At the same time, we also have to acknowledge how the human enterprise has been engrossed since nature graduated from asexual to sexual reproduction in mastering the daily consequences of our sexual lives, namely, controlling fertility, avoiding disease, and evading the detection of our utter heedlessness of persons—who is to say when these are tragic, or comic! And whose personal histories were ever free of sexually caused calamities?? The biology of sexual desire is so over-determined and overpowering that it has taken all kinds of religious and societal and familial and even totally invented prohibitions to prevent the runaway horses of our stage-coach from rushing over the cliffs! Fortunately, we survive most of our sexuality’s dangers and dilemmas and find love itself.
All of which belongs under the umbrella of individual privacy, until the day—the great day— when two individuals want to make public their personal covenant, and that’s called marriage. At that point begins real freedom, the real journey of two companions who daily break bread at their conjugal table as they seek together to solve the perplexities of their own personalities as well as of their marriage. We say in the church, let no one put asunder what God has joined together (Mark 10:9), for hereinafter God opens the path to discovery and true freedom.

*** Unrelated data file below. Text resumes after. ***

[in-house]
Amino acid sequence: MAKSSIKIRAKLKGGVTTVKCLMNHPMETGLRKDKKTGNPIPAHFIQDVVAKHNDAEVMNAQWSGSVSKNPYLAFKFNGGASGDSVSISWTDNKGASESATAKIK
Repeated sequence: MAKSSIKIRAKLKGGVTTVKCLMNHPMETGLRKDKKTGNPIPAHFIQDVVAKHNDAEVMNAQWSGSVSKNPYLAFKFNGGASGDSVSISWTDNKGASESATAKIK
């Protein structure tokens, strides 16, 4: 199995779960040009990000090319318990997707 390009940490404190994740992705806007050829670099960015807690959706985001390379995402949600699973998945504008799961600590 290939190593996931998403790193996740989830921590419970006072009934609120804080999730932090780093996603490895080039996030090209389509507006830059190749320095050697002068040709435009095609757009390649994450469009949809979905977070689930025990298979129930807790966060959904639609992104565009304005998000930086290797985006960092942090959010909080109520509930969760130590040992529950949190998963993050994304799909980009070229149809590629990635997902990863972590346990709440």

This whole time we’ve been speaking about a mystery, something much more appropriate for myth, and poetry, song and chant—we must never forget that and we must remember to turn to the poets. And yet a politics follows from this mystery which should be go like this: all couples must be admitted to love’s devotions notwithstanding the obstacles of prejudice and fear and hate and biblicism—I celebrate the LGBTQ community and wish you God’s blessing, in the name of our Creator and Redeemer and the Holy Spirit.
My prayer for you, and all of us today, is that you may find it true that love like this is possible, a love that never gives up, that cares more for the other than for self, that doesn’t want what it doesn’t have, that doesn’t take what isn’t given, that never forces itself on the other. May you share a love that doesn’t fly off the handle or keeps score or revel in anyone’s abasement. May you find a love which looks for the best and keeps going to the end.